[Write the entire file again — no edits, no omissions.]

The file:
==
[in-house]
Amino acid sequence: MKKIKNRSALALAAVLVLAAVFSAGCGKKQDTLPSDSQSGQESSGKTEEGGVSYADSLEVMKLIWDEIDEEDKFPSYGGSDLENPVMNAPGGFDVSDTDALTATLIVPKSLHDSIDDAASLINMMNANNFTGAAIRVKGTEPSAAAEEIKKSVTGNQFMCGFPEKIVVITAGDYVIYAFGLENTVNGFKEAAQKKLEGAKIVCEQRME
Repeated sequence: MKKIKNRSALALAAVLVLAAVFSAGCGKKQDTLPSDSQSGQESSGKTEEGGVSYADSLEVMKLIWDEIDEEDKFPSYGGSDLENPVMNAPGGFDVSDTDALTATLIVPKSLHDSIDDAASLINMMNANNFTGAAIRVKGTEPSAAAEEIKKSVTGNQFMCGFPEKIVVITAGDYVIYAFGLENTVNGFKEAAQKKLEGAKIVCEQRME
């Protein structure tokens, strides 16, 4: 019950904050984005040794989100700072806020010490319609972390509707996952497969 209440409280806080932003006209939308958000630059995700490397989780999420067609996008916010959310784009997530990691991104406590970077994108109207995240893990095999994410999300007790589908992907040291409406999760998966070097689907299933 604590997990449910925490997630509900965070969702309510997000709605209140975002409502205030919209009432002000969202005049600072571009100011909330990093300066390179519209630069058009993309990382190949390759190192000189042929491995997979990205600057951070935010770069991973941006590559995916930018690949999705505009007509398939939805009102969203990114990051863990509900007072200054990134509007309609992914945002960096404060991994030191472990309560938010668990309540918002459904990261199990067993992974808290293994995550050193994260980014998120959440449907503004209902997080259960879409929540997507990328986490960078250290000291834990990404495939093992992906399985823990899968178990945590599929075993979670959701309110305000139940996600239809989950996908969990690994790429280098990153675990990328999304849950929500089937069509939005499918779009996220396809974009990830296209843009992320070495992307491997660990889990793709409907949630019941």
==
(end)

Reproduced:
[in-house]
Amino acid sequence: MKKIKNRSALALAAVLVLAAVFSAGCGKKQDTLPSDSQSGQESSGKTEEGGVSYADSLEVMKLIWDEIDEEDKFPSYGGSDLENPVMNAPGGFDVSDTDALTATLIVPKSLHDSIDDAASLINMMNANNFTGAAIRVKGTEPSAAAEEIKKSVTGNQFMCGFPEKIVVITAGDYVIYAFGLENTVNGFKEAAQKKLEGAKIVCEQRME
Repeated sequence: MKKIKNRSALALAAVLVLAAVFSAGCGKKQDTLPSDSQSGQESSGKTEEGGVSYADSLEVMKLIWDEIDEEDKFPSYGGSDLENPVMNAPGGFDVSDTDALTATLIVPKSLHDSIDDAASLINMMNANNFTGAAIRVKGTEPSAAAEEIKKSVTGNQFMCGFPEKIVVITAGDYVIYAFGLENTVNGFKEAAQKKLEGAKIVCEQRME
């Protein structure tokens, strides 16, 4: 019950904050984005040794989100700072806020010490319609972390509707996952497969 209440409280806080932003006209939308958000630059995700490397989780999420067609996008916010959310784009997530990691991104406590970077994108109207995240893990095999994410999300007790589908992907040291409406999760998966070097689907299933 604590997990449910925490997630509900965070969702309510997000709605209140975002409502205030919209009432002000969202005049600072571009100011909330990093300066390179519209630069058009993309990382190949390759190192000189042929491995997979990205600057951070935010770069991973941006590559995916930018690949999705505009007509398939939805009102969203990114990051863990509900007072200054990134509007309609992914945002960096404060991994030191472990309560938010668990309540918002459904990261199990067993992974808290293994995550050193994260980014998120959440449907503004209902997080259960879409929540997507990328986490960078250290000291834990990404495939093992992906399985823990899968178990945590599929075993979670959701309110305000139940996600239809989950996908969990690994790429280098990153675990990328999304849950929500089937069509939005499918779009996220396809974009990830296209843009992320070495992307491997660990889990793709409907949630019941």